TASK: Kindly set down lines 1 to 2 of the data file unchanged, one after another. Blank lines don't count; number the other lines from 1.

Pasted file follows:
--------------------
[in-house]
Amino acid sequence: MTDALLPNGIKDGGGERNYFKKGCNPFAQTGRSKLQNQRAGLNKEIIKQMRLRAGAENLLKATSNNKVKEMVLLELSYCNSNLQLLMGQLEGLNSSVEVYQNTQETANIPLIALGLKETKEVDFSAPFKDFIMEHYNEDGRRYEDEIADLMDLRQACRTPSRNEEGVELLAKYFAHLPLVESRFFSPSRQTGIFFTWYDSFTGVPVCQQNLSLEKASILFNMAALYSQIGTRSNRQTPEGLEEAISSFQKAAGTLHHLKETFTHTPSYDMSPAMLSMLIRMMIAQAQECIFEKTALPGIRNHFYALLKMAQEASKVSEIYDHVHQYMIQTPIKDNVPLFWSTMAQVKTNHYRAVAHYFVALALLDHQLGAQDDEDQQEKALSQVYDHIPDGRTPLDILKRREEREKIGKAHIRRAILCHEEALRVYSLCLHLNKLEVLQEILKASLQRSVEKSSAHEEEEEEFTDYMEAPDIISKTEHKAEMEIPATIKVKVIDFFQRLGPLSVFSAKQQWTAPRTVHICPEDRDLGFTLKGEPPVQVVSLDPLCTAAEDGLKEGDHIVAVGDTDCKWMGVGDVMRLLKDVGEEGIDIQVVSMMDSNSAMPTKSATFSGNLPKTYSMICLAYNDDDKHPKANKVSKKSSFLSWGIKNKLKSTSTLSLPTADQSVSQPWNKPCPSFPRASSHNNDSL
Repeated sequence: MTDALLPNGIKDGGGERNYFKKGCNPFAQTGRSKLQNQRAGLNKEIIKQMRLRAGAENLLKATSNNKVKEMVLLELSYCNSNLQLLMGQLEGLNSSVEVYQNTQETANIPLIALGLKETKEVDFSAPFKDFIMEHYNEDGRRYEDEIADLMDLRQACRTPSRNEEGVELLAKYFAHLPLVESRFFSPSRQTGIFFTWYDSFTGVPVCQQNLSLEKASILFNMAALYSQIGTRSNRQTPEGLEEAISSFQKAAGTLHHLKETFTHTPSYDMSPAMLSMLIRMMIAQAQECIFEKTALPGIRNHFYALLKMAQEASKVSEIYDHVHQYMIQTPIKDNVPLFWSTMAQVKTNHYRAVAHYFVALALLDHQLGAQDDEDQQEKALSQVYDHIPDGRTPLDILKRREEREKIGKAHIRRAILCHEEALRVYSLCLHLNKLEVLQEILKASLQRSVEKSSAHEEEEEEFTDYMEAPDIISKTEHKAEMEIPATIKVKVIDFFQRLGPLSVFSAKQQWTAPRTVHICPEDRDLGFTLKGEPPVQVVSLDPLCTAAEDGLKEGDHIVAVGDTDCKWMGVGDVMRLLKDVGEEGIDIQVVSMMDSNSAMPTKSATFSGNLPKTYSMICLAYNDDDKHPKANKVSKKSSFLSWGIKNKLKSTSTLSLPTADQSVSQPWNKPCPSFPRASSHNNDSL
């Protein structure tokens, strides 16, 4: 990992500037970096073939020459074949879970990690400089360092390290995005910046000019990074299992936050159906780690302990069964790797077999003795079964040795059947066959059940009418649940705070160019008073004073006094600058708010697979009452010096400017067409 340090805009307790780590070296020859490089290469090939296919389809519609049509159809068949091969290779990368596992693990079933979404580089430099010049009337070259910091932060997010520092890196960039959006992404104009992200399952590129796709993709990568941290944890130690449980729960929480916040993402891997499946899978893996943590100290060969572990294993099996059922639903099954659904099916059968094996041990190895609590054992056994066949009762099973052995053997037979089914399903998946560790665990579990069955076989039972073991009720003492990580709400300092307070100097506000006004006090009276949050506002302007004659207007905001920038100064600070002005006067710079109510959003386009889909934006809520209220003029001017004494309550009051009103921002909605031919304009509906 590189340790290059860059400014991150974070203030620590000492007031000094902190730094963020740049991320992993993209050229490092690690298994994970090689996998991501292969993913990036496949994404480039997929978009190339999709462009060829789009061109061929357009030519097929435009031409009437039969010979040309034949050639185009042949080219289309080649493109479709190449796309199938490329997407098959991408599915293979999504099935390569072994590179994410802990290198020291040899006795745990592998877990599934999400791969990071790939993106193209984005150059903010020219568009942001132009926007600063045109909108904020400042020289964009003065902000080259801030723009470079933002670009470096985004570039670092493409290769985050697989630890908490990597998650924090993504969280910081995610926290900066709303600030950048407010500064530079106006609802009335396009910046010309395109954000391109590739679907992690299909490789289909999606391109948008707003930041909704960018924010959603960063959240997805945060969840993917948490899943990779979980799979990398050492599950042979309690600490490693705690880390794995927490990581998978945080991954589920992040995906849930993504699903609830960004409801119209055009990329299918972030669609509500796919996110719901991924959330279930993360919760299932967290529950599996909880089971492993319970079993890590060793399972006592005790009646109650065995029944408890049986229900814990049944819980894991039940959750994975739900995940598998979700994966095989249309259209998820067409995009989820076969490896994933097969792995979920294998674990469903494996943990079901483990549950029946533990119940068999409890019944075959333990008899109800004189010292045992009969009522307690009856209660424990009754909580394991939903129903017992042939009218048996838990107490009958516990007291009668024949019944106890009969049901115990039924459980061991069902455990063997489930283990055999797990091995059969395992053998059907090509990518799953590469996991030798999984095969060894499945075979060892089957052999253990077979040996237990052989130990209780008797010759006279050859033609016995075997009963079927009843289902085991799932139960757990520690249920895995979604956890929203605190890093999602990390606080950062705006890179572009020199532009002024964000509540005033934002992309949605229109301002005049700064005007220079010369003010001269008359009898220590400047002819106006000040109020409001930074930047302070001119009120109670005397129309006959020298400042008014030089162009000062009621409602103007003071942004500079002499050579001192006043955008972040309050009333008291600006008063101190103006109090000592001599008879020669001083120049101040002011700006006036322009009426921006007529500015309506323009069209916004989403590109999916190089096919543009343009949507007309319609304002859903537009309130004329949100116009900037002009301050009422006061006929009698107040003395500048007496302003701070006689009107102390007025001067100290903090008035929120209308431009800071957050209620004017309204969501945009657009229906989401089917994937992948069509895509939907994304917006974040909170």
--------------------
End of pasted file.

[in-house]
Amino acid sequence: MTDALLPNGIKDGGGERNYFKKGCNPFAQTGRSKLQNQRAGLNKEIIKQMRLRAGAENLLKATSNNKVKEMVLLELSYCNSNLQLLMGQLEGLNSSVEVYQNTQETANIPLIALGLKETKEVDFSAPFKDFIMEHYNEDGRRYEDEIADLMDLRQACRTPSRNEEGVELLAKYFAHLPLVESRFFSPSRQTGIFFTWYDSFTGVPVCQQNLSLEKASILFNMAALYSQIGTRSNRQTPEGLEEAISSFQKAAGTLHHLKETFTHTPSYDMSPAMLSMLIRMMIAQAQECIFEKTALPGIRNHFYALLKMAQEASKVSEIYDHVHQYMIQTPIKDNVPLFWSTMAQVKTNHYRAVAHYFVALALLDHQLGAQDDEDQQEKALSQVYDHIPDGRTPLDILKRREEREKIGKAHIRRAILCHEEALRVYSLCLHLNKLEVLQEILKASLQRSVEKSSAHEEEEEEFTDYMEAPDIISKTEHKAEMEIPATIKVKVIDFFQRLGPLSVFSAKQQWTAPRTVHICPEDRDLGFTLKGEPPVQVVSLDPLCTAAEDGLKEGDHIVAVGDTDCKWMGVGDVMRLLKDVGEEGIDIQVVSMMDSNSAMPTKSATFSGNLPKTYSMICLAYNDDDKHPKANKVSKKSSFLSWGIKNKLKSTSTLSLPTADQSVSQPWNKPCPSFPRASSHNNDSL